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     A GPU computing framework for the Linux kernel
      Posted on 10/05/2011 at 14:39 by Guillaume
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    NVIDIA Logo 2010The University of Utah, in partnership with NVIDIA, has just made available an original project for Linux known as KGPU. The idea is to offer a GPU computing framework for the Linux kernel in the form of a mini driver that can communicate with CUDA modules, which will nevertheless continue to be executed in user mode. On paper it looks interesting as it can offload some systems taks onto the graphics card and its GPU. To illustrate the concept, the authors have rewritten an encryption module for eCryptfs to demo GPU augmentation. You can see the test for this here. While the read results are convincing, the gains in write depend enormously on the size of the data written.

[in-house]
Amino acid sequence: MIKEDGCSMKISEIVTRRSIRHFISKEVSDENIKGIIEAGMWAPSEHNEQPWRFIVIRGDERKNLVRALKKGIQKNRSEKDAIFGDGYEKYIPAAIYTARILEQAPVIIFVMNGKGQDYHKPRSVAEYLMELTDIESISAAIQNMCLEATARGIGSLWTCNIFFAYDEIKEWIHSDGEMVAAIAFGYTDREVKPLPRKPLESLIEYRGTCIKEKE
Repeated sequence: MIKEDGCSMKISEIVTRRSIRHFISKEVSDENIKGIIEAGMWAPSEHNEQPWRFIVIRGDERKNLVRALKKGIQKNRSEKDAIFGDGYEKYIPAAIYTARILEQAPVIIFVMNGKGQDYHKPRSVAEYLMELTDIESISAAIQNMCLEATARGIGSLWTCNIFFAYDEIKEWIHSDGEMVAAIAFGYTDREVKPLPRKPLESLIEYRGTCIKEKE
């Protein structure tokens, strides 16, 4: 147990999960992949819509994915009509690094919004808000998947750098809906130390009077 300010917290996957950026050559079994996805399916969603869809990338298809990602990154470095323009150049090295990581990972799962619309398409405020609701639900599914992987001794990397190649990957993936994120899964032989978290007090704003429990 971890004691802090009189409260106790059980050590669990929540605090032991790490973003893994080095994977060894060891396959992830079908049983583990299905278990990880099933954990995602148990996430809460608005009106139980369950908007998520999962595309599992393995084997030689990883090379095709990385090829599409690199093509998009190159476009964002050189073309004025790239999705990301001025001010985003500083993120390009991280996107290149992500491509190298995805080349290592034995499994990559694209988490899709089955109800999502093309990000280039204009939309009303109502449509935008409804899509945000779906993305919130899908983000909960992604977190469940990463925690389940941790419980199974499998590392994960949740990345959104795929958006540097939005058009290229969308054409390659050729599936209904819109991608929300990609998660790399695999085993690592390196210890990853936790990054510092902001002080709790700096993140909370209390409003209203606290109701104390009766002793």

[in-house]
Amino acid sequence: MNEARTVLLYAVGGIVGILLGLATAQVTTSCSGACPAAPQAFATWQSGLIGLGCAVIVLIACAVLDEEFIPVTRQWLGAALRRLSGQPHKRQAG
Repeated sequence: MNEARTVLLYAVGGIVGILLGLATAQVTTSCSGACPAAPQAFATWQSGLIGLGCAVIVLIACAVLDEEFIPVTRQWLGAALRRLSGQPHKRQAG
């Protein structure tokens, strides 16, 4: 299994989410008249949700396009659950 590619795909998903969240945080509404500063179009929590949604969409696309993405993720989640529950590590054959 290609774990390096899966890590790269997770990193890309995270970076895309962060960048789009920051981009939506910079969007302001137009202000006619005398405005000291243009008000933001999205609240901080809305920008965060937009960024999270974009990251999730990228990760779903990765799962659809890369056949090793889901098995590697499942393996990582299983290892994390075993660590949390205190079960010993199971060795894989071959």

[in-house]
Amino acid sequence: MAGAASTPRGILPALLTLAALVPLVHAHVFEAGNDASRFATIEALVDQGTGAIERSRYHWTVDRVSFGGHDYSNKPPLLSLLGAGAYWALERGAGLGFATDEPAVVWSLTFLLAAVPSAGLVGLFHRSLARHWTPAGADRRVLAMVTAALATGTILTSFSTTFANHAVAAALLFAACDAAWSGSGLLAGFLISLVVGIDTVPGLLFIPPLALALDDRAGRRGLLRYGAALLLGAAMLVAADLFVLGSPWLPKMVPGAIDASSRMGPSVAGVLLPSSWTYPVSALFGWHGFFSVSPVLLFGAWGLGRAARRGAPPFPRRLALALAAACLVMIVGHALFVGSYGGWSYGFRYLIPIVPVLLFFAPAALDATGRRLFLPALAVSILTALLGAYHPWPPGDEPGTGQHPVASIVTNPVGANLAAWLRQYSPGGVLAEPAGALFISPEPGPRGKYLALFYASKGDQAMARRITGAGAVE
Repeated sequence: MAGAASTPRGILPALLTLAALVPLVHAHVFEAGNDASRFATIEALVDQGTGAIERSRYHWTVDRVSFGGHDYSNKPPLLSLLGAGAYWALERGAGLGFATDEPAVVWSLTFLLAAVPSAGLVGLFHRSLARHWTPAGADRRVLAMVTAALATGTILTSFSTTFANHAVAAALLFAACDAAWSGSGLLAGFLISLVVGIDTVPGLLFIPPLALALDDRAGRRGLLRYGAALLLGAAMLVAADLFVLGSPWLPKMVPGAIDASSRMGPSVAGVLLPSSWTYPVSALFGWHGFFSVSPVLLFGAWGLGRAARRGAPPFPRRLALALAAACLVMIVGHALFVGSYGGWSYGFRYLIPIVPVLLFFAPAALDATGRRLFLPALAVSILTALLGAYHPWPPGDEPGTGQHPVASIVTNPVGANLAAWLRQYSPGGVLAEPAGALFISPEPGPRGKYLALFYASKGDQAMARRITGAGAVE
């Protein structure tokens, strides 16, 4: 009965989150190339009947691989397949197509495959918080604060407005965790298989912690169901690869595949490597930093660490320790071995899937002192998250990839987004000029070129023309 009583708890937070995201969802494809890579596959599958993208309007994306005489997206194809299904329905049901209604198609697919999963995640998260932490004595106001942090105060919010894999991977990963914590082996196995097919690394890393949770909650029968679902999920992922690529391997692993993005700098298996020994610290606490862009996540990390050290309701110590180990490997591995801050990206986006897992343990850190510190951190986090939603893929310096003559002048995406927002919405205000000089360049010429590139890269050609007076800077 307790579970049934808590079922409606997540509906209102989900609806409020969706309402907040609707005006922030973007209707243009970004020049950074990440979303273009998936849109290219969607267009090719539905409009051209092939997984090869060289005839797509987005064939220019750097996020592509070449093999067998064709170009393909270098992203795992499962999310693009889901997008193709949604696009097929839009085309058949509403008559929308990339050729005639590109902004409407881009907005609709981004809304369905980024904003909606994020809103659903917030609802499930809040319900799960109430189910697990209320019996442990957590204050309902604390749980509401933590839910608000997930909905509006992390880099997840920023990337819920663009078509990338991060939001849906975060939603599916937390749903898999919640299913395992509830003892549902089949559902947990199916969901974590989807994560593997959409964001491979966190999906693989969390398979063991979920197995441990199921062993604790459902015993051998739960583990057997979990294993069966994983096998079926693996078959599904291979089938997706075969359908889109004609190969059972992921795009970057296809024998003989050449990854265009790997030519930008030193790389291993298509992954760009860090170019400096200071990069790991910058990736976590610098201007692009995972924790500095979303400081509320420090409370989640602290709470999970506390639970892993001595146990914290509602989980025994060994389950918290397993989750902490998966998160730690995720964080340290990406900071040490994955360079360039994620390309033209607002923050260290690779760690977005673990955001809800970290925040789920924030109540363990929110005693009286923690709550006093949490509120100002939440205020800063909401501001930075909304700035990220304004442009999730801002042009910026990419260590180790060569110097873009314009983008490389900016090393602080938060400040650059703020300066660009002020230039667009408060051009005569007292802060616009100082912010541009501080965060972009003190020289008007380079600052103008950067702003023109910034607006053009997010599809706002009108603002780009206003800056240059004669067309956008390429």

KGPU remains more of demonstration of what might be done than anything else for the moment, largely because the encryption algorithm currently encrypted (ECB) isn’t considered to be secure. In absolute terms, the point of encryption that requires the transit of data in a user memory space because of the KGPU framework can also be questioned. In addition, although the method, which consists in using a mini driver on the kernel side and a driver in user mode, is fine for most tasks, in the case of critical tasks, such as disk accesses, handling of memory may become problematic.

    In any case, it is an interesting initiative and may well encourage those currently pushing GPGPU computing to offer OpenCL drivers that can also execute code on the kernel side.


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